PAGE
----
Avoiding maintenance of objects that do not reference columns or other data structure fields being updated is a compile-time optimization that avoids processing operations guaranteed to be unnecessary by the syntax of the statement. Such optimization is desirable in order to guarantee acceptable performance. The number of dependent objects can be very high, and some of the implicit actions used to maintain them can be extremely expensive.

Query processing in accordance with the present invention is implemented in the SQL Server DBMS through the interaction of the following exemplary components, as shown in FIG. 7: a front end (parser and algebrizer) 700, a query optimizer 710, a query execution component 720, and a storage engine 730. The front end 700 and query optimizer 710 perform at compile time, and the query execution component 720 and storage engine 730 perform during execution time.

A SQL command or data modification statement, such as Update, is received (e.g., as text from a user). The front end 700 receives the query statement in textual format, and converts it to a tree based representation describing at the logical level what the command is meant to do. In other words, a parser/algebrizer transforms the textual representation of the user's commands into tree nodes. The parser provides an update operator that internally represents the update statements functionally (semantically). The algebrizer provides TARGET TABLE, COLUMNS, NEW VALUES, TYPE OF UPDATE, for example.

The query optimizer 710 explores the possible alternative ways of implementing the query statement, trying to choose the most efficient. The query optimizer 710 produces another tree that represents, at the physical level, the plan to implement the query statement. A query optimizer generates the physical plan, by transforming the tree and finding the structural (physical) implementation that should be performed to implement the functionality. The optimizer determines the secondary indexes that are to be maintained (i.e., partial update index maintenance). The optimizer enumerates the dependencies on the TABLE (dependencies include indexed views and secondary indexes, for example). For each dependent object, the type of dependency is determined, along with what it is based on (e.g., based on a column(s) or an expression(s), based on a subfield of a UDT.) If the dependency is based on a UDT expression that extracts a subfield, then the syntax of the command is taken and it is determined if the dependent object is being affected by the update or not.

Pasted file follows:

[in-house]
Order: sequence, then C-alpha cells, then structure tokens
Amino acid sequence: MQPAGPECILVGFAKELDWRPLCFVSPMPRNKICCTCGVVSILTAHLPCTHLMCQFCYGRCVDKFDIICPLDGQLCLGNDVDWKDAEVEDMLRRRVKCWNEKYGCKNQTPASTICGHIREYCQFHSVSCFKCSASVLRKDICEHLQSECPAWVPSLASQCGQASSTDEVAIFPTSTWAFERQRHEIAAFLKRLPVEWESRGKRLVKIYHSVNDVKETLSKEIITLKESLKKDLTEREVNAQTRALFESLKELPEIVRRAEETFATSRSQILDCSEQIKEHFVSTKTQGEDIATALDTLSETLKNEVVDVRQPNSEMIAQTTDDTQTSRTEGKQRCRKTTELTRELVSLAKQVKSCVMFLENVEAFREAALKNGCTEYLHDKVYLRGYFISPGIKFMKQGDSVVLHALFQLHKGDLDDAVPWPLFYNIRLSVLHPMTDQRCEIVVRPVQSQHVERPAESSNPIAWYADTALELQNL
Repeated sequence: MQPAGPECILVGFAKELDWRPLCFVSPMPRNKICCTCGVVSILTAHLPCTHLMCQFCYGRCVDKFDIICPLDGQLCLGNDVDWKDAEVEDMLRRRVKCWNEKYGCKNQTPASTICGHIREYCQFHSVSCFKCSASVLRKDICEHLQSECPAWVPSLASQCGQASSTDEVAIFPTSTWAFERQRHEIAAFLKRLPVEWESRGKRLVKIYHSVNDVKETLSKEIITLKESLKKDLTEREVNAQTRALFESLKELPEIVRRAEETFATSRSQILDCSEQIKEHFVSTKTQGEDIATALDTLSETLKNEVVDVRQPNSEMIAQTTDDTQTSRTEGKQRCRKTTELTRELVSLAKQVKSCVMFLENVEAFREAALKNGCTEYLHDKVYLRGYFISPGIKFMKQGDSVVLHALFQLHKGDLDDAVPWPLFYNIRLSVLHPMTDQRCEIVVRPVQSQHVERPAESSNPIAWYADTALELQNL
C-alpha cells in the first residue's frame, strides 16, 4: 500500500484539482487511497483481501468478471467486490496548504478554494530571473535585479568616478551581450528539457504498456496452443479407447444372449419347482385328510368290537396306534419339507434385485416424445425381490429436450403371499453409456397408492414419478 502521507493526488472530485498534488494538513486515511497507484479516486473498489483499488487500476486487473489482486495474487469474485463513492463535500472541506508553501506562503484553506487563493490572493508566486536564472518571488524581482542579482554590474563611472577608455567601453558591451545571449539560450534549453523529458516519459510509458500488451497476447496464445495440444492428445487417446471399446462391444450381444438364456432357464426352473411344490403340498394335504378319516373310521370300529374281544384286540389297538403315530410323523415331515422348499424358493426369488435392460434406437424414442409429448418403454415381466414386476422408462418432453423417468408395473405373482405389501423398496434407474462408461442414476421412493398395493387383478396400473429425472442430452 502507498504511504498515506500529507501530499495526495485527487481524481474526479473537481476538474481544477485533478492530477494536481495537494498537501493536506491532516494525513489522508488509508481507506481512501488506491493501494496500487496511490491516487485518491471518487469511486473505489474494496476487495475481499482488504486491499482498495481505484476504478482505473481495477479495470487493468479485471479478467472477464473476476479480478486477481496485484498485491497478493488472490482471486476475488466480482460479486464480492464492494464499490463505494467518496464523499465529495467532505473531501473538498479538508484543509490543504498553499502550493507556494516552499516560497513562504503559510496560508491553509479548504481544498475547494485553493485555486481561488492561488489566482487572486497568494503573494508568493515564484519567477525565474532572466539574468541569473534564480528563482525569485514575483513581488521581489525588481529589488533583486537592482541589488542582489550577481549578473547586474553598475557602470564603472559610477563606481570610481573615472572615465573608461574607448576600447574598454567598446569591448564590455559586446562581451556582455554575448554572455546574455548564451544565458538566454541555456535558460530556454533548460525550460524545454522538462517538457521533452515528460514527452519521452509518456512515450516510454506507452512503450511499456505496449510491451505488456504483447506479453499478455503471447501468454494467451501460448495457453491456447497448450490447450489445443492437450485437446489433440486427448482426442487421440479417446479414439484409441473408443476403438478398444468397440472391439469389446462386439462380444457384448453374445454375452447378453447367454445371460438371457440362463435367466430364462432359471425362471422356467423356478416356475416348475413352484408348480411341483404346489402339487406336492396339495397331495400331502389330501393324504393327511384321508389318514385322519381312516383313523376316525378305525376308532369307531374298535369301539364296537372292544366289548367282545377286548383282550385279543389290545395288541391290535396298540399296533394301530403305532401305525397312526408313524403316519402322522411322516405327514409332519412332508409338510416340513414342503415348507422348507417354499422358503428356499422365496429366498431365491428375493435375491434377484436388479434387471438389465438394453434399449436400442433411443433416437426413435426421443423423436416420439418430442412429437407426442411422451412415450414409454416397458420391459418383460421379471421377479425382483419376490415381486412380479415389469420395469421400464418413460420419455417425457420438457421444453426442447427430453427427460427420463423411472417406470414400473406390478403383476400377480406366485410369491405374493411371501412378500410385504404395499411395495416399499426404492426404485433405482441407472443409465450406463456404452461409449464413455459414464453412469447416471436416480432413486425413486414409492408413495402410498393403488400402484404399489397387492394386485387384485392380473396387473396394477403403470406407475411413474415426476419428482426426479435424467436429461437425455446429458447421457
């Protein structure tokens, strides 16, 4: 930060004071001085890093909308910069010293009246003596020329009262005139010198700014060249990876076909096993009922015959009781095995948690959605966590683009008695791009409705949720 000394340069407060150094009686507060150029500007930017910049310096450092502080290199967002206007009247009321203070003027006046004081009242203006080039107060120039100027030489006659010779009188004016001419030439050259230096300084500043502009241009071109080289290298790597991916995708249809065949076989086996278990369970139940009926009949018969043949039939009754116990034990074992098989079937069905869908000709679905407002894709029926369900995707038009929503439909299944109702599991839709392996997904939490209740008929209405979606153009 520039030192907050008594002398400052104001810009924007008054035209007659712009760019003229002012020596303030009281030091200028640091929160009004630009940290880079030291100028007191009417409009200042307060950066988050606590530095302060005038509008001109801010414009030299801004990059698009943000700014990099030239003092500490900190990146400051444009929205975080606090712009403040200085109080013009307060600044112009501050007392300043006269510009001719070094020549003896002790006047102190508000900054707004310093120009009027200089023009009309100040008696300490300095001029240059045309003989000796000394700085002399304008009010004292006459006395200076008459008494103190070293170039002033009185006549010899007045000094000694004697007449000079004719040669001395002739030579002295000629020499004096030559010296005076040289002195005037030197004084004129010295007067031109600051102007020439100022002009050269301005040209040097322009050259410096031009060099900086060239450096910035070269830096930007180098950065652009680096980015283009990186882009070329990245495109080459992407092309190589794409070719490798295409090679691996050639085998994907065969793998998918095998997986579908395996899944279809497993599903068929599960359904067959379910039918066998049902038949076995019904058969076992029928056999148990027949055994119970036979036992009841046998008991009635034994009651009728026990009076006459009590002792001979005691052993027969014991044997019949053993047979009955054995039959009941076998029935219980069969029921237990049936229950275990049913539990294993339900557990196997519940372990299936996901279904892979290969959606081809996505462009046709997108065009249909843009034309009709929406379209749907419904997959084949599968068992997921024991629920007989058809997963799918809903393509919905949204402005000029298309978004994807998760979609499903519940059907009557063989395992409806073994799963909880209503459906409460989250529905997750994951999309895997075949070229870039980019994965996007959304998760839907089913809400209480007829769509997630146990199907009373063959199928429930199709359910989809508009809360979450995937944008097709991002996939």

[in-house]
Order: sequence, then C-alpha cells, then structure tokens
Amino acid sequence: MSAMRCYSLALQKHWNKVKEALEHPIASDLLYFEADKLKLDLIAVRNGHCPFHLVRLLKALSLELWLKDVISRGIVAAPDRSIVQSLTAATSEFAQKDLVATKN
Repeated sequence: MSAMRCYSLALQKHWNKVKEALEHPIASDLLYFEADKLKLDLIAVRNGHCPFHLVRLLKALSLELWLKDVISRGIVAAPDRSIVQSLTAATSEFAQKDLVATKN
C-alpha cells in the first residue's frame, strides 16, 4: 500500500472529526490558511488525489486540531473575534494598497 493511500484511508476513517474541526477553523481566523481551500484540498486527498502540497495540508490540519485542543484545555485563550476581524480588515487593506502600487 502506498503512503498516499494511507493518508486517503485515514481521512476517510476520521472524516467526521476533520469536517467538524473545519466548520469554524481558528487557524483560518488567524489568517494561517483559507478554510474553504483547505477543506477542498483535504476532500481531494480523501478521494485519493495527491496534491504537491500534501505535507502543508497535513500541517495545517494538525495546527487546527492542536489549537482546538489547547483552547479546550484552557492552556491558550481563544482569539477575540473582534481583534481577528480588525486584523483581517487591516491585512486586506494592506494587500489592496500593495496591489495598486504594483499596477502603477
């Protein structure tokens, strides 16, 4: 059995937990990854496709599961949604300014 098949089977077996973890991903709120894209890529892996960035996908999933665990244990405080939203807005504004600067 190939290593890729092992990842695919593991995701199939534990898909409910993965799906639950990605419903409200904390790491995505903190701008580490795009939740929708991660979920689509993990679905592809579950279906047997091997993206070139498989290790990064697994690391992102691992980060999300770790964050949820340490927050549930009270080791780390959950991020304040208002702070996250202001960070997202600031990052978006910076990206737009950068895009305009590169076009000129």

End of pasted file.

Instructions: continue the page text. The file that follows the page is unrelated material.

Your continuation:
The query plan comprises appropriately interconnected query execution operators, which function by processing the rows they receive from their inputs, and passing the output of such processing to the operator that follows. The combination of the first two phases is called compilation, and its output—the query plan—is saved to memory to be reused in case the same query is issued again in the future. Techniques like substituting constants with logical parameters in the query statement allow more frequent reuse of the same plan.

The query execution component 720 executes the query plan generated by the query optimizer 710, interacting with the storage engine 730, which is the component that ultimately stores and retrieves the data. The query execution component receives subtrees for index maintenance from the optimizer, and executes the physical tree built by the query optimizer. Execution is performed by a storage engine to modify the data that is stored in the indexes, so that individual fields are updated.

Query execution plans for implementing Update statements in SQL Server are split in two phases. The first part is read only, and responsible for determining which rows are to be updated. The second part consumes the rows provided by the first, and performs the actual data modification.

It is contemplated that the invention can be used with any type of dependency and can be extended, among the others, to constraints over columns. Constraints may be user defined during table generation (e.g., zip code is 5 digits).

When processing a regular Update statement, the SQL Server query processor enumerates all the access paths dependent on the target table, extracts the list of columns used inside these dependent access paths, and verifies whether any of them is present in the assignment list. If this is the case, the content of the access path is considered to be changing, and the query execution plan is modified accordingly. For example, given a table T with columns (C1, C2, C3), and an index over C1+C2, an update of the form “Update T Set C1=2”, will result in a query execution plan that propagates the changes to the index. The plan for the statement “Update T Set C3=10” will instead leave the index untouched, resulting in better performance at runtime.